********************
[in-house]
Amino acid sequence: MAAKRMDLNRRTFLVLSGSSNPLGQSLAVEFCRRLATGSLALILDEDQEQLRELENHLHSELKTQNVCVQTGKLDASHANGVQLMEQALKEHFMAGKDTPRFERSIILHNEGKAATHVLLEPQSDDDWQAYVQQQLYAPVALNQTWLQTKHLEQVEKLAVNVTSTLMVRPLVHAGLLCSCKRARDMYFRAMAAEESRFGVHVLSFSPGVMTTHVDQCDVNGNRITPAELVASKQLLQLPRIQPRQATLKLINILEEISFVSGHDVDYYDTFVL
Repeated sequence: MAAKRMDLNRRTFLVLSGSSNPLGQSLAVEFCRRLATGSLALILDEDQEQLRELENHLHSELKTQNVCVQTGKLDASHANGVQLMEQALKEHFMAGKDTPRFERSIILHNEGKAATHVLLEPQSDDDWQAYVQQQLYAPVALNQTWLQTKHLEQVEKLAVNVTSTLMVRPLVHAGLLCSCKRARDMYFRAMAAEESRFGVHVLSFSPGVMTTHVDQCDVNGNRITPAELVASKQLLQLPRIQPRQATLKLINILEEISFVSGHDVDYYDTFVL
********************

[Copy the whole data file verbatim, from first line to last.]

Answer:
[in-house]
Amino acid sequence: MAAKRMDLNRRTFLVLSGSSNPLGQSLAVEFCRRLATGSLALILDEDQEQLRELENHLHSELKTQNVCVQTGKLDASHANGVQLMEQALKEHFMAGKDTPRFERSIILHNEGKAATHVLLEPQSDDDWQAYVQQQLYAPVALNQTWLQTKHLEQVEKLAVNVTSTLMVRPLVHAGLLCSCKRARDMYFRAMAAEESRFGVHVLSFSPGVMTTHVDQCDVNGNRITPAELVASKQLLQLPRIQPRQATLKLINILEEISFVSGHDVDYYDTFVL
Repeated sequence: MAAKRMDLNRRTFLVLSGSSNPLGQSLAVEFCRRLATGSLALILDEDQEQLRELENHLHSELKTQNVCVQTGKLDASHANGVQLMEQALKEHFMAGKDTPRFERSIILHNEGKAATHVLLEPQSDDDWQAYVQQQLYAPVALNQTWLQTKHLEQVEKLAVNVTSTLMVRPLVHAGLLCSCKRARDMYFRAMAAEESRFGVHVLSFSPGVMTTHVDQCDVNGNRITPAELVASKQLLQLPRIQPRQATLKLINILEEISFVSGHDVDYYDTFVL